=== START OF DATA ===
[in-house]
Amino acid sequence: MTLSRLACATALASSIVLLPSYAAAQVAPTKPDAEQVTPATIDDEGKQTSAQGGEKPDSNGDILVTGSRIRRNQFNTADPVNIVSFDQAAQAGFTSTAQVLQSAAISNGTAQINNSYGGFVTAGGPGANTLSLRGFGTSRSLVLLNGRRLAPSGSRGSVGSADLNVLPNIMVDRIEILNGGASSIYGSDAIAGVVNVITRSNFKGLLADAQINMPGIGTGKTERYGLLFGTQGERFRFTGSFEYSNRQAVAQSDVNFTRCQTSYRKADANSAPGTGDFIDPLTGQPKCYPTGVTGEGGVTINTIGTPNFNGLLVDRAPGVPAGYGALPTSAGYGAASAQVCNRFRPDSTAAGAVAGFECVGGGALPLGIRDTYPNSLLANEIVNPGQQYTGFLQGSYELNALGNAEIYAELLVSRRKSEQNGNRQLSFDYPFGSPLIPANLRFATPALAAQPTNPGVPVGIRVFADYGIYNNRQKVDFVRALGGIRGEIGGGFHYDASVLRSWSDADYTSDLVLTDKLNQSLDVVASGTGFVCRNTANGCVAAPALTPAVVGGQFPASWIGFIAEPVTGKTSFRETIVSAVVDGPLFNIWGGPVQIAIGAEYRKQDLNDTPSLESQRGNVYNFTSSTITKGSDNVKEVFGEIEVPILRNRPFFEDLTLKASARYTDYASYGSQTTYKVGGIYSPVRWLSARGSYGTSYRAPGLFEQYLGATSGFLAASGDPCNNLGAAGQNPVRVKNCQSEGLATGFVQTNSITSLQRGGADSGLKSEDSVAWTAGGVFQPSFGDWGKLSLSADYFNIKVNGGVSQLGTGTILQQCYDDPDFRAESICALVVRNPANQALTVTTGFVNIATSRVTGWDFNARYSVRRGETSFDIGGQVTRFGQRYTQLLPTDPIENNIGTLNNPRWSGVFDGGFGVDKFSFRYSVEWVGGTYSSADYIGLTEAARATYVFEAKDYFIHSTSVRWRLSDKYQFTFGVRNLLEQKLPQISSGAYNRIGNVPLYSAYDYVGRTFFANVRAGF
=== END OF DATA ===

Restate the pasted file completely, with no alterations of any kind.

[in-house]
Amino acid sequence: MTLSRLACATALASSIVLLPSYAAAQVAPTKPDAEQVTPATIDDEGKQTSAQGGEKPDSNGDILVTGSRIRRNQFNTADPVNIVSFDQAAQAGFTSTAQVLQSAAISNGTAQINNSYGGFVTAGGPGANTLSLRGFGTSRSLVLLNGRRLAPSGSRGSVGSADLNVLPNIMVDRIEILNGGASSIYGSDAIAGVVNVITRSNFKGLLADAQINMPGIGTGKTERYGLLFGTQGERFRFTGSFEYSNRQAVAQSDVNFTRCQTSYRKADANSAPGTGDFIDPLTGQPKCYPTGVTGEGGVTINTIGTPNFNGLLVDRAPGVPAGYGALPTSAGYGAASAQVCNRFRPDSTAAGAVAGFECVGGGALPLGIRDTYPNSLLANEIVNPGQQYTGFLQGSYELNALGNAEIYAELLVSRRKSEQNGNRQLSFDYPFGSPLIPANLRFATPALAAQPTNPGVPVGIRVFADYGIYNNRQKVDFVRALGGIRGEIGGGFHYDASVLRSWSDADYTSDLVLTDKLNQSLDVVASGTGFVCRNTANGCVAAPALTPAVVGGQFPASWIGFIAEPVTGKTSFRETIVSAVVDGPLFNIWGGPVQIAIGAEYRKQDLNDTPSLESQRGNVYNFTSSTITKGSDNVKEVFGEIEVPILRNRPFFEDLTLKASARYTDYASYGSQTTYKVGGIYSPVRWLSARGSYGTSYRAPGLFEQYLGATSGFLAASGDPCNNLGAAGQNPVRVKNCQSEGLATGFVQTNSITSLQRGGADSGLKSEDSVAWTAGGVFQPSFGDWGKLSLSADYFNIKVNGGVSQLGTGTILQQCYDDPDFRAESICALVVRNPANQALTVTTGFVNIATSRVTGWDFNARYSVRRGETSFDIGGQVTRFGQRYTQLLPTDPIENNIGTLNNPRWSGVFDGGFGVDKFSFRYSVEWVGGTYSSADYIGLTEAARATYVFEAKDYFIHSTSVRWRLSDKYQFTFGVRNLLEQKLPQISSGAYNRIGNVPLYSAYDYVGRTFFANVRAGF